Homegrown developers: better than shop bought
Here’s how we developed the framework for progression in the technology team
In the last 2 years, we’ve changed the way we support the growth of our developers at dxw. Before we started, we had job descriptions that only really got reviewed and updated when we were hiring, promotion decisions made by our single manager in the team, and salary negotiations where your willingness and ability to bargain might result in a high salary.
None of these things were failures of ours. We had grown fairly rapidly, and our processes still needed to catch up. We wanted to make things better. Now we have a detailed progression framework describing the expectations of each role, a promotion process involving a panel reviewing a promotion pack, and fixed salary points for each role in the team.
We were able to do all this because of others sharing their thoughts, processes, and designs (Sally Lait’s work on the frameworks for Monzo and Farewill was especially influential, as well as the excellent references provided on progression.fyi and the work done in our design team on their framework), so it’s only right that we also share ours. So here’s how we developed the framework for progression in the dxw technology team.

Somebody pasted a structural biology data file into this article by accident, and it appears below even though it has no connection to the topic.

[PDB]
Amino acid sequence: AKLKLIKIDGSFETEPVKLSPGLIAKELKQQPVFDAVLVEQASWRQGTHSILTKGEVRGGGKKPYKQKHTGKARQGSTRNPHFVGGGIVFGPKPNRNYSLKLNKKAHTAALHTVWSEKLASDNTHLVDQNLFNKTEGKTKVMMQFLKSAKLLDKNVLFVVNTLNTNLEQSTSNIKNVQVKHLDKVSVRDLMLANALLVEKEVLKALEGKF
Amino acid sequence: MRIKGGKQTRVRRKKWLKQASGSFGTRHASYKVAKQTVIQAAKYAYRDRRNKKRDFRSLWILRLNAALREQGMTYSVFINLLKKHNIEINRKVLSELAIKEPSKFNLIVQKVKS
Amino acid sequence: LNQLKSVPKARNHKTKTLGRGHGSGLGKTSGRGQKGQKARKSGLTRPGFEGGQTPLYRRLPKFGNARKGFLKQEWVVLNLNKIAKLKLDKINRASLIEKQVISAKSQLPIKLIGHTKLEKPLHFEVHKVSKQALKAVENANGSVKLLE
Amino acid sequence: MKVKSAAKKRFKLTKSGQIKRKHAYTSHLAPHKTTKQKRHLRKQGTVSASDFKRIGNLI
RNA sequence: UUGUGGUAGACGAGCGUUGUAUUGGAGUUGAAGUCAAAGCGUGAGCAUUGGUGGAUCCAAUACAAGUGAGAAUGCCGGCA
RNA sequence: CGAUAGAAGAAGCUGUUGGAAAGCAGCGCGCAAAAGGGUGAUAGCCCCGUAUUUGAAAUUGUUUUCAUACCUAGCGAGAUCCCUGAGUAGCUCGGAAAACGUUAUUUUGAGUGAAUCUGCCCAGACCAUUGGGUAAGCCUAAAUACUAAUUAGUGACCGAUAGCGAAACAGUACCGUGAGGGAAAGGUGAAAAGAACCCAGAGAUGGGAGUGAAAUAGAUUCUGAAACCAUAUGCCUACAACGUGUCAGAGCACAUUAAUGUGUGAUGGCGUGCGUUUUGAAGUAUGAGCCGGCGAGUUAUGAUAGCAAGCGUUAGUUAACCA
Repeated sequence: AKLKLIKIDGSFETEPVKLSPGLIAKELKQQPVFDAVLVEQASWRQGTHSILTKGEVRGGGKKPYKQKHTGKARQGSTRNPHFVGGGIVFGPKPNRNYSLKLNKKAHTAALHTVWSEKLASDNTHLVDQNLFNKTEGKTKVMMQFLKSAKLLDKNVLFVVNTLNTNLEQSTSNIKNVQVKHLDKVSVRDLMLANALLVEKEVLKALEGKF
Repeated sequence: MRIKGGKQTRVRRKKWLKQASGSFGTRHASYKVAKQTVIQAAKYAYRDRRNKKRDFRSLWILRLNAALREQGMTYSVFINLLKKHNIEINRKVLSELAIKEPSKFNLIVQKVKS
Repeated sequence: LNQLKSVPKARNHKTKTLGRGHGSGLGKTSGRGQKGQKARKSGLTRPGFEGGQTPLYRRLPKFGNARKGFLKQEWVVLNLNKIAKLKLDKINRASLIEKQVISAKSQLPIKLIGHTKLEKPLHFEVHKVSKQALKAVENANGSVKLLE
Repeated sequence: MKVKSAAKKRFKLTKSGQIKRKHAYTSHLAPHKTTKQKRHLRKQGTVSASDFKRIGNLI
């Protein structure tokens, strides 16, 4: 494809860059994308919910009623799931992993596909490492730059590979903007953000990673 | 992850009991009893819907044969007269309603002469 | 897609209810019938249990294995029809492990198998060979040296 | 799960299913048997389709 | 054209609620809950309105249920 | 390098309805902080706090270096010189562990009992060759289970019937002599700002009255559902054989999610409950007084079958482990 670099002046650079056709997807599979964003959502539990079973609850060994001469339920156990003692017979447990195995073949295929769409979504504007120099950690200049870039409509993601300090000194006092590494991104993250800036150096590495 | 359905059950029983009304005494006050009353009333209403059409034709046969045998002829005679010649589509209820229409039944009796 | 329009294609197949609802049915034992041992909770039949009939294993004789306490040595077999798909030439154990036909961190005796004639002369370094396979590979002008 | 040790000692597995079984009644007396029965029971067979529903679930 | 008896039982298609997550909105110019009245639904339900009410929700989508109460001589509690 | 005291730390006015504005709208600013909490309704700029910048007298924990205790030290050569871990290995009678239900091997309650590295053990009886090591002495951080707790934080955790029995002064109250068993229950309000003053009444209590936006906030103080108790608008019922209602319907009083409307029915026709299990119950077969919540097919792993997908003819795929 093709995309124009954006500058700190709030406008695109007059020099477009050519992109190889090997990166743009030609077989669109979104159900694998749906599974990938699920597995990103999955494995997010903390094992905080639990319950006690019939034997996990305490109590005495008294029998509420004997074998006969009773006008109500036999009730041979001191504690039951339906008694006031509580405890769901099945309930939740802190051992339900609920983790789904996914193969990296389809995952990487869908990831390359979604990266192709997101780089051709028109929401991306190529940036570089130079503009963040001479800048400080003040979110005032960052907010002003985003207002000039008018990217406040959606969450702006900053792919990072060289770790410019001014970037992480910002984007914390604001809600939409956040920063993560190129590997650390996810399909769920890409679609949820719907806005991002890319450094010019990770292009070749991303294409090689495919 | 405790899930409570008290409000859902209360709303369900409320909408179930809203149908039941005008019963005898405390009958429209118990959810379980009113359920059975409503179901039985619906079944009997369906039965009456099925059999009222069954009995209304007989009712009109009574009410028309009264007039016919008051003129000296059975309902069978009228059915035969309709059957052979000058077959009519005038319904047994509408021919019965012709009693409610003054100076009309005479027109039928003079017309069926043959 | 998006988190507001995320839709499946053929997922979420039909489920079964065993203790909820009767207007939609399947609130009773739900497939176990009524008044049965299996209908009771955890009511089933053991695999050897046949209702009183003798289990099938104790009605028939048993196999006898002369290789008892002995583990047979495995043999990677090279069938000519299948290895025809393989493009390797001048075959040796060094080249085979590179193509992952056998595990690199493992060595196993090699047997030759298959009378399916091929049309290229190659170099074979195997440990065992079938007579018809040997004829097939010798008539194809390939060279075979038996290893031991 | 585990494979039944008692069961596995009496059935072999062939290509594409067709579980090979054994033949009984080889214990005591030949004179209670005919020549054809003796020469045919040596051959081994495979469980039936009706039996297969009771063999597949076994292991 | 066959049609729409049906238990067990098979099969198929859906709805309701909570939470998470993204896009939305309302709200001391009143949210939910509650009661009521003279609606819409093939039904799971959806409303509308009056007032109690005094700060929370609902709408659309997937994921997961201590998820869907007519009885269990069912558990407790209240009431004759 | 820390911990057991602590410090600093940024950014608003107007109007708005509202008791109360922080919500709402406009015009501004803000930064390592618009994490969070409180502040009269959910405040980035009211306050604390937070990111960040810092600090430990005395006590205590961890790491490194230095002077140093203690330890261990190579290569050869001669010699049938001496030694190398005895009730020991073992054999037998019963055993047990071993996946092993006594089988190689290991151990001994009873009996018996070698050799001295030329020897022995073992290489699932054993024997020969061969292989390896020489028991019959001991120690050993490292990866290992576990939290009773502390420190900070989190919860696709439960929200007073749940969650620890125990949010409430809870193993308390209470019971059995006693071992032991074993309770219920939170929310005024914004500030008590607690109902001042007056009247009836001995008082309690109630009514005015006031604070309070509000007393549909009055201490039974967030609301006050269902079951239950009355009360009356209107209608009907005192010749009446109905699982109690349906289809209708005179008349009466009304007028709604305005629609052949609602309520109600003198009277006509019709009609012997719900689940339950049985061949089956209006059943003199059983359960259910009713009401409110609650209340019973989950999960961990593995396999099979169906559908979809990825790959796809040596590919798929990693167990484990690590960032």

When we started, we wanted to think about why we wanted a different process. What wasn’t working about what we had? What did we want to change?
The main catalyst for change was hiring junior developers. We were taking on 2 junior members of the team – a first for dxw – and it was vital that we had what we needed to support them in place. It’s clearly not fair to expect them to create or ask for what they need as you might for someone more senior, and ignoring the amount of support they need to learn would be setting them up to fail.
As a discipline and team, we were growing. With the addition of juniors, we had exceeded the capacity of having a single manager for everyone. One person was trying to look after a dozen others and wasn’t able to give any of them enough time because of it. It wasn’t sustainable, and certainly wasn’t going to work as we grew. We needed a way to support our team in a consistent way where they all had the attention they needed.
Progression paths weren’t clear. At the time we had 2 roles in the development team: Developer and Senior Developer, and were just adding a third: Junior Developer. And we had no defined path between them. With the addition of juniors, we needed to understand what we needed to help them learn – what they needed to know to be independent builders of software – and it surfaced our overall lack of structure and clarity.
We started with the skills we expected our mid-level developers to have. We looked at the specific technology we used, where we deployed our code to, the sorts of meetings we had on projects, and so on. Our first draft was very granular with 13 technical skills and 6 communication skills.